The church is the burial place of the princes of Orange, as well as more recent Dutch royalty. The public can’t visit the royal crypt but the monument to William of Orange, assassinated in Delft in 1584, is quite prominent. Also in the church are many posters describing the history of the House of Orange and the political intrigue of the times. It was like reading Game of Thrones, but more bloody! Consider the Wikipedia entry for William of Orange, and how his assassin was dealt with:

“He was tortured before his trial on 13 July, where he was sentenced to be brutally – even by the standards of that time – killed. The magistrates decreed that the right hand of Gérard should be burned off with a red-hot iron, that his flesh should be torn from his bones with pincers in six different places, that he should be quartered and disembowelled alive, that his heart should be torn from his bosom and flung in his face, and that, finally, his head should be cut off.”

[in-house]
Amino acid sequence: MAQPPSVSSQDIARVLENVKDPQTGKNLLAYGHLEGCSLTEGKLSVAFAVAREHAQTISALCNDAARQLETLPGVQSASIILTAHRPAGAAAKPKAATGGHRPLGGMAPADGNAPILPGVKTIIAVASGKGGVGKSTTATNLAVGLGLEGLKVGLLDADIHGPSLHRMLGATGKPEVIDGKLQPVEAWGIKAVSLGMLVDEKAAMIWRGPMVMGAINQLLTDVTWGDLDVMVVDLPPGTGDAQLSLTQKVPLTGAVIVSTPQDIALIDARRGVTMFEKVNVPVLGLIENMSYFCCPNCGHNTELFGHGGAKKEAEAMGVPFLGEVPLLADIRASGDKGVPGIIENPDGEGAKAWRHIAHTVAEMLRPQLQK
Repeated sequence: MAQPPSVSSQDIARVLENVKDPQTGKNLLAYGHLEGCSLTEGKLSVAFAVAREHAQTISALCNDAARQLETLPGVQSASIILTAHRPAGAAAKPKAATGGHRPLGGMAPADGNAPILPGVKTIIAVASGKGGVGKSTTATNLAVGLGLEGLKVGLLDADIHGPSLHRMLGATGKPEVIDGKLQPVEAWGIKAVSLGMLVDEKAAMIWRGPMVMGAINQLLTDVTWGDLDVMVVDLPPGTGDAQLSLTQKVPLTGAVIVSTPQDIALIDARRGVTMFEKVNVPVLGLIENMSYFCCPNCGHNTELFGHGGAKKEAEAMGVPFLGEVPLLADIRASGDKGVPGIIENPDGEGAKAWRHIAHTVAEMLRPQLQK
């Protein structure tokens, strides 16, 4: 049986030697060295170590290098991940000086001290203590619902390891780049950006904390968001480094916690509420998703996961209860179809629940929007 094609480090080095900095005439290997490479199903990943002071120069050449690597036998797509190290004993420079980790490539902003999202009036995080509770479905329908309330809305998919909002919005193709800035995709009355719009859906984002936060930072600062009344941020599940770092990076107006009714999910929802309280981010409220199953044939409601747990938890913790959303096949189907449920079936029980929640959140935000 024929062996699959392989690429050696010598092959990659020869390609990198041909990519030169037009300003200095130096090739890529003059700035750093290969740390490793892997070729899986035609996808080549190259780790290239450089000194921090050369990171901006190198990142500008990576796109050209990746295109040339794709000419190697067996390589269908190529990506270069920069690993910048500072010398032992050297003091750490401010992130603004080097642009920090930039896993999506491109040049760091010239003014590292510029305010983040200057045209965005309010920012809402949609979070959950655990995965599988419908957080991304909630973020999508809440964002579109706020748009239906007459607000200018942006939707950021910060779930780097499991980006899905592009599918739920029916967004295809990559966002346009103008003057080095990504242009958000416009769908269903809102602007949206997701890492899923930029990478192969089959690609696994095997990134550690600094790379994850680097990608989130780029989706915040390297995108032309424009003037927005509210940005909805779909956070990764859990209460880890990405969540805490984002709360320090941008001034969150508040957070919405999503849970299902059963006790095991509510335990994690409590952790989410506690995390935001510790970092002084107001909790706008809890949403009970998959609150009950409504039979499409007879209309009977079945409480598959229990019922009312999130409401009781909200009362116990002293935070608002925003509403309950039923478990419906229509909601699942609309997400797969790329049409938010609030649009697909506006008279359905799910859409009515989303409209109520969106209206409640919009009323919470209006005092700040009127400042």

The New Church in Delft. New because the Old Church, a few blocks away, is 200 years older :/

The New Church in Delft. New because the Old Church, a few blocks away, is 200 years older:/

Organ in the New Church. Typically huge.

Organ in the New Church. Typically huge.

Monument crypt of William of Orange in the New Church.

Monument crypt of William of Orange in the New Church.

Delft city hall, at the other end of the markt square from the church.

Delft city hall, at the other end of the markt square from the church.

I would have liked to spend more time in the church, climb the bell tower, and visit the Old Church just a few blocks away but time was running short and we still had to have lunch. Among the many restaurants on the square, we found one that had delicious bagel sandwiches and fruit smoothies – quite a change from our usual beer lunch!

Delft town square reflected in a cheese store window (thanks Donna/Darryl).